# What does the Double Star operator mean in Python?

The double star/asterisk (*) operator has more than one meaning in Python. We can use it as a exponential operator, used as function *kwargs, unpacking the iterables, and used to Merge the Dictionaries.

## Exponential operator

For numeric data the double asterisk (**) is used as an exponential operator. Let's take an example and see how the double star operator works on numeric operands.

### Example

The following example uses double asterisks/star (**) to calculate “a to the power b” and it works equivalent to the pow() function.

a = 10
b = 2
result = a ** b
print("a**b = ", result)


### Output

a**b =  100


## Creating a function with **kwargs

At the time of defining a function the double asterisk(**) is used to create a Python function with an arbitrary number of keyword arguments. It is nothing but a function that can accept any number of key−word arguments.

### Example

The above example is defined to take any number of keyword arguments.

def fun(**kwargs):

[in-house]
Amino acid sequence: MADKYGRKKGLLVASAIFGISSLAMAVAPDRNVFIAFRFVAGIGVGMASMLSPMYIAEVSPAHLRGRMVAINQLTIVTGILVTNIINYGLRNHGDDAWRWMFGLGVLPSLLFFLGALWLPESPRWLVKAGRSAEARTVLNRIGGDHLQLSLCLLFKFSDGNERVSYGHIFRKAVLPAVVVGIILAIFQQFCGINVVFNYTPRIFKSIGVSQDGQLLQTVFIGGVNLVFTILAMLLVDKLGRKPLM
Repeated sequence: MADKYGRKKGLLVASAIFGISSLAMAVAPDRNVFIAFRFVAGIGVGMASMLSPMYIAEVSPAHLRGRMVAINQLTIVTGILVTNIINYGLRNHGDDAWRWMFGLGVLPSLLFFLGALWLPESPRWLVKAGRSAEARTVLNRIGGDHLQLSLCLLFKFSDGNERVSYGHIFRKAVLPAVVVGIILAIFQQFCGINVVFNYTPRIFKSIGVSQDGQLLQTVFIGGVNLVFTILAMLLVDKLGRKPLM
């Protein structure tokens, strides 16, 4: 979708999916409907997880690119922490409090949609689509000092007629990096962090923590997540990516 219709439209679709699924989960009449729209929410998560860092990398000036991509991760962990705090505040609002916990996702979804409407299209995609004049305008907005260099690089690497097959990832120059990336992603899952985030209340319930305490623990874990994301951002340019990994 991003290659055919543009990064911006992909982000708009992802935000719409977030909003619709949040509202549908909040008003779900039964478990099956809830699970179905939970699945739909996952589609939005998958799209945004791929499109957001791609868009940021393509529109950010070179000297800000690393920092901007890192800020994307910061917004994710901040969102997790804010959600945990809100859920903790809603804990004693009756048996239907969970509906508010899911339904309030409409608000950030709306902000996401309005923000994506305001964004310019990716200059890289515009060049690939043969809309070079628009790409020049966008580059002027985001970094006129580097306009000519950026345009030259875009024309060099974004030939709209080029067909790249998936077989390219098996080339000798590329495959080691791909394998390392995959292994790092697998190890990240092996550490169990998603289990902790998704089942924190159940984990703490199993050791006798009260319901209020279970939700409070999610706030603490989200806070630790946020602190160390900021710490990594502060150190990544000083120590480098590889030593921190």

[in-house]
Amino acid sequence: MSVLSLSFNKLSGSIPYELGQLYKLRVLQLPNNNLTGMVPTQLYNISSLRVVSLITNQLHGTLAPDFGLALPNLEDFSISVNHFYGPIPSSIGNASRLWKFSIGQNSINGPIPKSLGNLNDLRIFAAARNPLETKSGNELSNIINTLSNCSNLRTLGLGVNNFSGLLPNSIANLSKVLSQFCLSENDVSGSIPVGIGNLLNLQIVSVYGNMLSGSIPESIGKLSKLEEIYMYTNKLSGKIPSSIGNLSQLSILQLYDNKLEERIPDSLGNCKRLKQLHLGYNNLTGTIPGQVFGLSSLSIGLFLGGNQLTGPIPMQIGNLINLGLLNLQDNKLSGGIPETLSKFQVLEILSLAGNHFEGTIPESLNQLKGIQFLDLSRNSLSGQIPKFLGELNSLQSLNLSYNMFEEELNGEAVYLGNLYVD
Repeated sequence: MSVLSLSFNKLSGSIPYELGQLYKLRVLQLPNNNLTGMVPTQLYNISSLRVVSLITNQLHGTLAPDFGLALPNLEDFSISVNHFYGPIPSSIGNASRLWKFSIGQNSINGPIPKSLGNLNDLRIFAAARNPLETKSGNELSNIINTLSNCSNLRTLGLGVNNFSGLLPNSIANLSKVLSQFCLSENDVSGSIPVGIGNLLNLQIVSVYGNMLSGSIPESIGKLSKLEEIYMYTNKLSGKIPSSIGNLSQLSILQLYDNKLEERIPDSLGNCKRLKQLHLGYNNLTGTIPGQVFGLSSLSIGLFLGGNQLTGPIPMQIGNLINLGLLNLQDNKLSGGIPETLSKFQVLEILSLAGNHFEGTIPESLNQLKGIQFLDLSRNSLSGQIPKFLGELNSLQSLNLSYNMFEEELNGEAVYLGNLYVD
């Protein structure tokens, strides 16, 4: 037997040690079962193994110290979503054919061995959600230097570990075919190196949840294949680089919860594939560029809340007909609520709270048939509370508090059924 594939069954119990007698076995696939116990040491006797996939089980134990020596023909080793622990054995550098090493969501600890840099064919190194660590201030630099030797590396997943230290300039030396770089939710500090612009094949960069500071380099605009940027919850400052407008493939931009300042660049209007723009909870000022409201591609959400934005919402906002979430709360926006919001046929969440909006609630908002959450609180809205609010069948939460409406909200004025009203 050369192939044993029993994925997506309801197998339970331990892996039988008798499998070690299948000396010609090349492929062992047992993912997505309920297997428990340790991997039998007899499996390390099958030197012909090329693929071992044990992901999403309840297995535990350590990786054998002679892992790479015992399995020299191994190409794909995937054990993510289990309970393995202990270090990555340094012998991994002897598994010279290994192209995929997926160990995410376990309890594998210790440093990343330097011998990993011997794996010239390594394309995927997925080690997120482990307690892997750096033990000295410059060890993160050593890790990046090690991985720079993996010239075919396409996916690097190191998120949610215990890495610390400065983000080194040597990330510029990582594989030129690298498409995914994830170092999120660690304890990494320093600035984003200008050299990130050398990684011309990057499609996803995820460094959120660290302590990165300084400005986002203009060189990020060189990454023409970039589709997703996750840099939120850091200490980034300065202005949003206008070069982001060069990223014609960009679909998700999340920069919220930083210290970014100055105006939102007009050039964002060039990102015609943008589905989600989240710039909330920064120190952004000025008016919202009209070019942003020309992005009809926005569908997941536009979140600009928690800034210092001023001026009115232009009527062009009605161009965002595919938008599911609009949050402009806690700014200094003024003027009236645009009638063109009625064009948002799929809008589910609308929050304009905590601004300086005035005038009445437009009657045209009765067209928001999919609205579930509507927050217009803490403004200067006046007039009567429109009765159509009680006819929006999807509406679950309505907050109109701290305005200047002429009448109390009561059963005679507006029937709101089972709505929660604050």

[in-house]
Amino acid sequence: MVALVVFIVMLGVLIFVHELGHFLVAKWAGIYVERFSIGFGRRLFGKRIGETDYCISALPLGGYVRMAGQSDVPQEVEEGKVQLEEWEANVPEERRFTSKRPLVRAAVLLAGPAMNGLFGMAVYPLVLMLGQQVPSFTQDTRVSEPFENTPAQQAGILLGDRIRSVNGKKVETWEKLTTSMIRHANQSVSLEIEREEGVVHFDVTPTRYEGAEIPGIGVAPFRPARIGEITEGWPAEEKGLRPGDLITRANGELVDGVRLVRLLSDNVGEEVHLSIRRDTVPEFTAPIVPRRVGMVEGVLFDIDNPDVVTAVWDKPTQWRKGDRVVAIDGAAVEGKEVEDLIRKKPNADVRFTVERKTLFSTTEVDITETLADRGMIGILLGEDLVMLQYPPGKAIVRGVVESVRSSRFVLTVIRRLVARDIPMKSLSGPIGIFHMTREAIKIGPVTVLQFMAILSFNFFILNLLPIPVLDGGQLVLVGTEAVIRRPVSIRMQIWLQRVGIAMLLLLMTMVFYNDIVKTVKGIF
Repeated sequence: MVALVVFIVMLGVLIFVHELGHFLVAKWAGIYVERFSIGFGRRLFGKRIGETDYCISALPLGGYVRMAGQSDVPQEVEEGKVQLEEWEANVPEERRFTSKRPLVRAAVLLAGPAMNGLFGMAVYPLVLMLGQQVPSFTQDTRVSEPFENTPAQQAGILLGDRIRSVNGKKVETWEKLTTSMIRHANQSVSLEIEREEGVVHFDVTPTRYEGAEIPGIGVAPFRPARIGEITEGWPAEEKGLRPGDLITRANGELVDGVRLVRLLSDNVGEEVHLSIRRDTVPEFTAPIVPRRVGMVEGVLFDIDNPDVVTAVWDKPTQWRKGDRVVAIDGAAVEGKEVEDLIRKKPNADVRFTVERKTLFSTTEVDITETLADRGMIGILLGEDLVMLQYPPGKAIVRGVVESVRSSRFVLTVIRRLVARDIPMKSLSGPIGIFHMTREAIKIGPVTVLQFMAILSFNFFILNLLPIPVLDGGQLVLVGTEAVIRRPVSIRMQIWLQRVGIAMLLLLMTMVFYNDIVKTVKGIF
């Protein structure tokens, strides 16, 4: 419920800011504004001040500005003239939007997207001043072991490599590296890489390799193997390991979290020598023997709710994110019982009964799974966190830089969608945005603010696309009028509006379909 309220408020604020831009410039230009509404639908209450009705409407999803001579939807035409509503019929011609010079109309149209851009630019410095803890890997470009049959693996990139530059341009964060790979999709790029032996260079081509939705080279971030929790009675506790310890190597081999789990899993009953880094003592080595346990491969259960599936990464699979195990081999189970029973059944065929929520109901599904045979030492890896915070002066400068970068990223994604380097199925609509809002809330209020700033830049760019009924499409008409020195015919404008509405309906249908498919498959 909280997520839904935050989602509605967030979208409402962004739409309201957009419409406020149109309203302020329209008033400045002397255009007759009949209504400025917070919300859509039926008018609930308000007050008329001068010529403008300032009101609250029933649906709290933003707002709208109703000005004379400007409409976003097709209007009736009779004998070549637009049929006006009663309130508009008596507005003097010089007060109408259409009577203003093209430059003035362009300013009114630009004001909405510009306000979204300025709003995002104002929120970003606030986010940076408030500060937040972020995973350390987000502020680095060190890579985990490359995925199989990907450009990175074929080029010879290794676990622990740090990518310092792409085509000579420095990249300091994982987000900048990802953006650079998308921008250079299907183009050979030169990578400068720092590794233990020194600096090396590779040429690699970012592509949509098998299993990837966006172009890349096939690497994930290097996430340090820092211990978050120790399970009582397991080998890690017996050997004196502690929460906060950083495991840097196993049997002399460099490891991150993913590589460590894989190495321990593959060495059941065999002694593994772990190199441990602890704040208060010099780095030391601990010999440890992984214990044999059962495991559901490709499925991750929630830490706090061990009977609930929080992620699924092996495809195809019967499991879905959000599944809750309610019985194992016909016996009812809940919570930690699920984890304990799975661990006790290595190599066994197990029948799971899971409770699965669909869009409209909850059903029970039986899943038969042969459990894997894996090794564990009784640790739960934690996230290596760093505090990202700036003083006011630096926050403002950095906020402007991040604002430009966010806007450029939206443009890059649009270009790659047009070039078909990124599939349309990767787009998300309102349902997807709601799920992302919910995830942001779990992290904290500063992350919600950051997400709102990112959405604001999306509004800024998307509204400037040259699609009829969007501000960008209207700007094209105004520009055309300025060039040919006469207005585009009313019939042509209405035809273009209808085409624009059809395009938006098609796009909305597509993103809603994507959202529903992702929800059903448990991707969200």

for k, v in kwargs.items():
print('key = {}, value = {}'.format(k,v))

fun(a=10, b=2, c=9, d=3, e=6)


### Output

key = a, value = 10
key = b, value = 2
key = c, value = 9
key = d, value = 3
key = e, value = 6


## Unpacking the iterables

When calling a function, the double asterisk/star (**) operator can be used as a parameter to unpack the keyword arguments.

To unpack the key as well as the values together from a Python dictionary, we can use the double−asterisk operator.

### Example

Using double star (**) operator we have unpacked the dictionary and sent the key value pairs to a function which accepts arbitrary number of keyword arguments.

def foo(**kwargs):
for key, value in kwargs.items():
if value > 90:
print(str(key) + " " + str(value))

d =  {'a': 100, 'b': 20, 'c': 96, 'd':101}
foo(**d)


### Output

a 100
c 96
d 101


## Merging the Dictionaries

By using the double star/asterisk operator we can merge two dictionaries in Python.

### Syntax

New_dict = {**dict1, **dict2}


The above syntax can create a new dictionary by unpacking the key−value pairs of existing dictionaries. If any duplicate keys present those are automatically resolved by this method.

### Example

The following example demonstrates how to merge the dictionaries, and double asterisk before dictionary object **dict can be used to unpack the dictionary.

d1 = {'A': 10, 'B': 20}
d2 = {'C': 30, 'D': 40}
print('initial dictionaries d1 = {} and d2 = {}: '.format(d1,d2))

z = {**d1, **d2}
print("Merged dictionary: ", z)


### Output

initial dictionaries d1 = {'A': 10, 'B': 20} and d2 = {'C': 30, 'D': 40}
Merged dictionary:  {'A': 10, 'B': 20, 'C': 30, 'D': 40}


Updated on: 09-Sep-2023

5K+ Views